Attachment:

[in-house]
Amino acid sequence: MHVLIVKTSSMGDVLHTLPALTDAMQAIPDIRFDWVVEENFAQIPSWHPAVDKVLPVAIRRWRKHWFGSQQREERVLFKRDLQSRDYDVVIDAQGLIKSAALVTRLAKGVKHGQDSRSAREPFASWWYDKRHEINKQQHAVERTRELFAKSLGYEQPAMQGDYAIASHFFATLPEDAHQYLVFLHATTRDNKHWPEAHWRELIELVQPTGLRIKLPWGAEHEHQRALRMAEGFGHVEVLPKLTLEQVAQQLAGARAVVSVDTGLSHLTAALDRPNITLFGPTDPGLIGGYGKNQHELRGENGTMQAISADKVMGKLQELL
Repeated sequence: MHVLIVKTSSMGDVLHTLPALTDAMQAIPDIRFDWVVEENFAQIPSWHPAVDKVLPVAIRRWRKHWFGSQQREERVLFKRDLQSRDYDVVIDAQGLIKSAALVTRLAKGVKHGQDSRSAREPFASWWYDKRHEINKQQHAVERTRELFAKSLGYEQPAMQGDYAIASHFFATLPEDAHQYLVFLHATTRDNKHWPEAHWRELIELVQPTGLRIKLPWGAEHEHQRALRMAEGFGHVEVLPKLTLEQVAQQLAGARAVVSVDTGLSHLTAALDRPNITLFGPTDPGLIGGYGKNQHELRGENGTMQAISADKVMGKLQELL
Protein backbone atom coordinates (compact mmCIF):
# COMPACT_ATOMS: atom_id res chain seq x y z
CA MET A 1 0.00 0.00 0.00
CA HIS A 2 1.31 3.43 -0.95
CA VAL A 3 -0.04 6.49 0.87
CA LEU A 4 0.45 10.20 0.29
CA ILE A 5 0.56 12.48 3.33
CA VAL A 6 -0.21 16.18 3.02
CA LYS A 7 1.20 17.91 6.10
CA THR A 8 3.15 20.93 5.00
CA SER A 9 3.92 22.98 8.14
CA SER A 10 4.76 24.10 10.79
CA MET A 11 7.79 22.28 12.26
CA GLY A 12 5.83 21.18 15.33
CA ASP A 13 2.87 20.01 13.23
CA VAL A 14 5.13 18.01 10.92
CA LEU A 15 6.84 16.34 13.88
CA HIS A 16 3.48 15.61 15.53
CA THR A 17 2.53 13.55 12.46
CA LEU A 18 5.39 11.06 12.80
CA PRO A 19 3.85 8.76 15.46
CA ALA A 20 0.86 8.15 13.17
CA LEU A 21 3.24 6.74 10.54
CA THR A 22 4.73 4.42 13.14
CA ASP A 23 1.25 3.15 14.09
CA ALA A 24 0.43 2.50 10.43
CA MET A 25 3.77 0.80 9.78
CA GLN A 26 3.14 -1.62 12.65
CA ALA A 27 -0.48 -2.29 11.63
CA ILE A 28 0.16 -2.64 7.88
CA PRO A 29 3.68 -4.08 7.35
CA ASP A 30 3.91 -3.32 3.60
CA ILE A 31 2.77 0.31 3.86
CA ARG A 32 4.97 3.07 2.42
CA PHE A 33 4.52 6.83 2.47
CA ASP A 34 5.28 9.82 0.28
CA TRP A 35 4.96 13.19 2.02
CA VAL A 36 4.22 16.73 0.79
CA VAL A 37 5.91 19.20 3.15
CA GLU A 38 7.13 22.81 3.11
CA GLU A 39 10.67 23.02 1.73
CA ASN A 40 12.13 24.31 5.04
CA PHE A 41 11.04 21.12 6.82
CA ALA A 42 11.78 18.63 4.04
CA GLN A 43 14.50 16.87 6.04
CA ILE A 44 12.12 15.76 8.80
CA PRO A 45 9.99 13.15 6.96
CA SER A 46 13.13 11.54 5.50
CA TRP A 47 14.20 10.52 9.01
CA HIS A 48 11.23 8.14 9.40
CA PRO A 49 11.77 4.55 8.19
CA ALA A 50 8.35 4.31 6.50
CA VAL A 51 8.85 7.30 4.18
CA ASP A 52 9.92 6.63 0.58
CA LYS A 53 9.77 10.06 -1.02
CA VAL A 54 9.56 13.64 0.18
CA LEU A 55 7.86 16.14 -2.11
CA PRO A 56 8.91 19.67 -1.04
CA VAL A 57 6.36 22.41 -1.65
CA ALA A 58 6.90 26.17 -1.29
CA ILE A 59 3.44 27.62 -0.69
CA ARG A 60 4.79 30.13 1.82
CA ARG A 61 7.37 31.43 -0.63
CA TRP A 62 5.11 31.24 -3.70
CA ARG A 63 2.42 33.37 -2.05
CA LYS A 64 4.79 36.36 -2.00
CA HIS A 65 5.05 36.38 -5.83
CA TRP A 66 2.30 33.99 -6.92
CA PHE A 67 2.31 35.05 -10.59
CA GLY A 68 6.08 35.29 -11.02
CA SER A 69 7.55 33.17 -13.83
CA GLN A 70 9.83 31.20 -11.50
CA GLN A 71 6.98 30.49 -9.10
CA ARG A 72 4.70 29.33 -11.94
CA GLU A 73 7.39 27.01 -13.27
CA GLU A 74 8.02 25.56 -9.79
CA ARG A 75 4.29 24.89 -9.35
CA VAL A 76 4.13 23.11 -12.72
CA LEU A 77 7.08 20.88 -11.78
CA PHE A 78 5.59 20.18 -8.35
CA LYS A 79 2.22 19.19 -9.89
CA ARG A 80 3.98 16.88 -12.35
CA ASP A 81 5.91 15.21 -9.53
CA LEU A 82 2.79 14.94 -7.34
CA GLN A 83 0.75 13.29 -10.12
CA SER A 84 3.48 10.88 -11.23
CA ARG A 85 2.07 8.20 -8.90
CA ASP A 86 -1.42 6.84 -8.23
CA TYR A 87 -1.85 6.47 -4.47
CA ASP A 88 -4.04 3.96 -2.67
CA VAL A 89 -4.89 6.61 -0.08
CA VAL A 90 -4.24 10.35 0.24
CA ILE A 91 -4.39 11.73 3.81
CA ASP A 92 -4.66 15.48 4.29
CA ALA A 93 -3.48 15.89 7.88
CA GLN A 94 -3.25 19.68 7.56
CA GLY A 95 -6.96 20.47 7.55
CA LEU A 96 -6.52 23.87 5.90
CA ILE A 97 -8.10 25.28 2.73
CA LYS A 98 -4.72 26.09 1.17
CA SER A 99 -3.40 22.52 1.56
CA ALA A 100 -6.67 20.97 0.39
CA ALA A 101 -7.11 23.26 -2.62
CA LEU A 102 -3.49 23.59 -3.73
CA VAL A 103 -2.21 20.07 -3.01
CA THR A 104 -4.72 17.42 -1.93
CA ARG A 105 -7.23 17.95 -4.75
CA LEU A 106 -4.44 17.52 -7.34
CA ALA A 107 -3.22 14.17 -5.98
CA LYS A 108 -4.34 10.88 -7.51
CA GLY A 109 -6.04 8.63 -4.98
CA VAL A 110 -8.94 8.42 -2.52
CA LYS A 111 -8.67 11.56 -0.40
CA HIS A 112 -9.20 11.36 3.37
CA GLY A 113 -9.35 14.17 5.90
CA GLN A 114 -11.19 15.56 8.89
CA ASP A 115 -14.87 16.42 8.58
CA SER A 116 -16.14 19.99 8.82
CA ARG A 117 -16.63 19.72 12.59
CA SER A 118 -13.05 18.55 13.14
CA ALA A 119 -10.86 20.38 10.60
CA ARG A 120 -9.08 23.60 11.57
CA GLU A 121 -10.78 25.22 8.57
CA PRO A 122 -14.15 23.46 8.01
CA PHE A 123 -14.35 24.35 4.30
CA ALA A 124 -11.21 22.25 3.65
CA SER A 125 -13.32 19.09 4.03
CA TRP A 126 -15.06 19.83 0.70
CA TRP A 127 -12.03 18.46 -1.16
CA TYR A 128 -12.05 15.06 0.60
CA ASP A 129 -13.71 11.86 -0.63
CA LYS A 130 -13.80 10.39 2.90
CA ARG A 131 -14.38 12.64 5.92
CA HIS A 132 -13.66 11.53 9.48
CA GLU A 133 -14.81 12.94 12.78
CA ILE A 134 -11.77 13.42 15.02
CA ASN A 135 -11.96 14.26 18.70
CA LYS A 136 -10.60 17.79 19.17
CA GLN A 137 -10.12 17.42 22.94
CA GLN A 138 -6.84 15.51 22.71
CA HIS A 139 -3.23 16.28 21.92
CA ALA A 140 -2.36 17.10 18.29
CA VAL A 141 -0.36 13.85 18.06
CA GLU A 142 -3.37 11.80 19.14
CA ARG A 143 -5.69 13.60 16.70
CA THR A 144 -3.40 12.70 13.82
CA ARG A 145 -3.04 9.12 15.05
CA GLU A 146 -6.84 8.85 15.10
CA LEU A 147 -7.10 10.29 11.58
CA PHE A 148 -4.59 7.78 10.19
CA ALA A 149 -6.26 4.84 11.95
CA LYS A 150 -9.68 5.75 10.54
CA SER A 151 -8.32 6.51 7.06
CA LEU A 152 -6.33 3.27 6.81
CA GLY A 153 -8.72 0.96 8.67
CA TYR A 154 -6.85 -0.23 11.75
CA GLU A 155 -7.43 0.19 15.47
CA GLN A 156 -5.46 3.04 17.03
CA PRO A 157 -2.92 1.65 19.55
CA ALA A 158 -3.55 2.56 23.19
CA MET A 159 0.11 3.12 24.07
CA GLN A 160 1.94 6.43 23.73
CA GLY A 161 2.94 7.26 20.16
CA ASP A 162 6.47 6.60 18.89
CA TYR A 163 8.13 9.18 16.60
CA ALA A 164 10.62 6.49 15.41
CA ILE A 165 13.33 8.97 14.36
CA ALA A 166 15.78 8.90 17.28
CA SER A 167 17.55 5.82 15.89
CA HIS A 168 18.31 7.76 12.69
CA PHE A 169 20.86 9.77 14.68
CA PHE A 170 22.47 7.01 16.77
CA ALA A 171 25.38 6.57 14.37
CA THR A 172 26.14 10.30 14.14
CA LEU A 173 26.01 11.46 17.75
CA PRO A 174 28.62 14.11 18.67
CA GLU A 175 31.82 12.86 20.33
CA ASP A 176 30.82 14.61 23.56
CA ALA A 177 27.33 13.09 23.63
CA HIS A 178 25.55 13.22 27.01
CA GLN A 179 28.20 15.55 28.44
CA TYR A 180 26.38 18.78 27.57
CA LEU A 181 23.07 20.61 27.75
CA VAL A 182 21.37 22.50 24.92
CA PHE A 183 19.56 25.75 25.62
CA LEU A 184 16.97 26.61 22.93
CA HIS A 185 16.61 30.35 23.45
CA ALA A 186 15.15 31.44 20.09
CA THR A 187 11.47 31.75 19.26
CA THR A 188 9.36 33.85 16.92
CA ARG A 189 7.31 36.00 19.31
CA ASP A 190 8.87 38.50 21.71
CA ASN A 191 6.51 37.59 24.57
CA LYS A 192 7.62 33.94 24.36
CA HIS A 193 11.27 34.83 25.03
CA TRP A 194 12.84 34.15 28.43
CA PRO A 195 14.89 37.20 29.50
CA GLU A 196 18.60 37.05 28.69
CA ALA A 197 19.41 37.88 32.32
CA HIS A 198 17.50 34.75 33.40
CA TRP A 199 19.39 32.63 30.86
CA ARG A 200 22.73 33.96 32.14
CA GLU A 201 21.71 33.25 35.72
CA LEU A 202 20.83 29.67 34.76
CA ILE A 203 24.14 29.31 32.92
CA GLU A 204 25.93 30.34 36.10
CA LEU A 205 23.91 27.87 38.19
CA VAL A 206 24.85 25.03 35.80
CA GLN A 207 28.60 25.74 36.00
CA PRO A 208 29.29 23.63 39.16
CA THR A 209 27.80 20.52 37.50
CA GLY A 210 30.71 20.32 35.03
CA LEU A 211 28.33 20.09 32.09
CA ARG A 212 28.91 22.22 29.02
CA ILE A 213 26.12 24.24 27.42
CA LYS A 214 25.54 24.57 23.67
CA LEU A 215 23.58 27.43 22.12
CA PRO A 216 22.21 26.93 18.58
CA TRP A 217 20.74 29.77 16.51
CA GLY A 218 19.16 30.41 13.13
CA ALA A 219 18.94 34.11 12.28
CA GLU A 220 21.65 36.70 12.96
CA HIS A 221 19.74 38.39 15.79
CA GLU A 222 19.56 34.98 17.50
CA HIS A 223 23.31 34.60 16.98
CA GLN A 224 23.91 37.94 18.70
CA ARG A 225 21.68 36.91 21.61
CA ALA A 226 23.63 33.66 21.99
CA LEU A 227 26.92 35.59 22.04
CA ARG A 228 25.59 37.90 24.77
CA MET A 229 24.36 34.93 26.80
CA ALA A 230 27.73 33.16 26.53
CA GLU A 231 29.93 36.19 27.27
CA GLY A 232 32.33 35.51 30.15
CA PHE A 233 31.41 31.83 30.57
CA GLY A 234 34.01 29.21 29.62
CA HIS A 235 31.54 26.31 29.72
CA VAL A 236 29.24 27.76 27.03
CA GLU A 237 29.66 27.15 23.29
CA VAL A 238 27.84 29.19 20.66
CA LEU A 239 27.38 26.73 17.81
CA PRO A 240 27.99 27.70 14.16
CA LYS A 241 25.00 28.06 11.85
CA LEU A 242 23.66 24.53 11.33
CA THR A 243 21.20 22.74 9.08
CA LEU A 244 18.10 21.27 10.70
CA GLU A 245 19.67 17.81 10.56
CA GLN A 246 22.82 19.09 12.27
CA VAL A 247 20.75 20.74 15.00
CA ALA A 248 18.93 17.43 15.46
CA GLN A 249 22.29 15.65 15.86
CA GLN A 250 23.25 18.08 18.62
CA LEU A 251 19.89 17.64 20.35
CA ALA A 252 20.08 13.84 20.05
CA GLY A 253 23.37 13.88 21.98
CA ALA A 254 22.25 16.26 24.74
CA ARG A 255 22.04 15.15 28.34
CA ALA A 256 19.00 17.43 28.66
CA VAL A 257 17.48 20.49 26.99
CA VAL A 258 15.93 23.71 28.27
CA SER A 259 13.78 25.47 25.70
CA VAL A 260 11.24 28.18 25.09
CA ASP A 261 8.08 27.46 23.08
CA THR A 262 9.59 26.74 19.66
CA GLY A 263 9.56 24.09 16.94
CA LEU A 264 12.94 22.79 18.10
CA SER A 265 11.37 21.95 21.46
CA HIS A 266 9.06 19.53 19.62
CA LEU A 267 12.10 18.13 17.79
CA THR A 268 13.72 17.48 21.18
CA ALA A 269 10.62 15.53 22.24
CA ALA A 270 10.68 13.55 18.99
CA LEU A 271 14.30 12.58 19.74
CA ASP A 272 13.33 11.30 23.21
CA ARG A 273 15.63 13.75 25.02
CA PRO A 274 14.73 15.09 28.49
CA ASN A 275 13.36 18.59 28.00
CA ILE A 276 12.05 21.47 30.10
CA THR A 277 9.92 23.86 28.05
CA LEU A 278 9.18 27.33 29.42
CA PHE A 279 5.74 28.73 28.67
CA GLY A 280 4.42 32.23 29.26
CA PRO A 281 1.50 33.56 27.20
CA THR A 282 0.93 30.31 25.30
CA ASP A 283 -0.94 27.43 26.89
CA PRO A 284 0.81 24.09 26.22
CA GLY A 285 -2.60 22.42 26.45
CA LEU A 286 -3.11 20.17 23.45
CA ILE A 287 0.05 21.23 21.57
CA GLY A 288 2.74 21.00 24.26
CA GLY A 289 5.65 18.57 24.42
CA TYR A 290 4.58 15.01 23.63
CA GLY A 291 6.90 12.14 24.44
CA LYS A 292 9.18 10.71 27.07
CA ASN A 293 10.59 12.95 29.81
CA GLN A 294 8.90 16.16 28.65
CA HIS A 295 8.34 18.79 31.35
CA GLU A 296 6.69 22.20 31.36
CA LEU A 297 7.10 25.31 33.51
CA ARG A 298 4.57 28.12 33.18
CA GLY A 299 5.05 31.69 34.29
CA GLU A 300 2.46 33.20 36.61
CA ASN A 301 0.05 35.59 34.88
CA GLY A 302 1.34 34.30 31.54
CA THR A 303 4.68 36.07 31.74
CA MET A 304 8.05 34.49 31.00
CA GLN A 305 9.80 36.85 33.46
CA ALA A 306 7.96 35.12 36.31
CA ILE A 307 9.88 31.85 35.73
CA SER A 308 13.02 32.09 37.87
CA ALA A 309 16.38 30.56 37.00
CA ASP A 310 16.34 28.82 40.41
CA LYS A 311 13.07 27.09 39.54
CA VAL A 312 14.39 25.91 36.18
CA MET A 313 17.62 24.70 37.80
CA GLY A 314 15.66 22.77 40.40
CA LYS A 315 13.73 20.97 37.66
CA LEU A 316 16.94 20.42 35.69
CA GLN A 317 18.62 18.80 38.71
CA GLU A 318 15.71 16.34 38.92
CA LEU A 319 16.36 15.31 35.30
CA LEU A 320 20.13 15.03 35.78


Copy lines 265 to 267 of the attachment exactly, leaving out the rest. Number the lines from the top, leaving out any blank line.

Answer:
CA VAL A 260 11.24 28.18 25.09
CA ASP A 261 8.08 27.46 23.08
CA THR A 262 9.59 26.74 19.66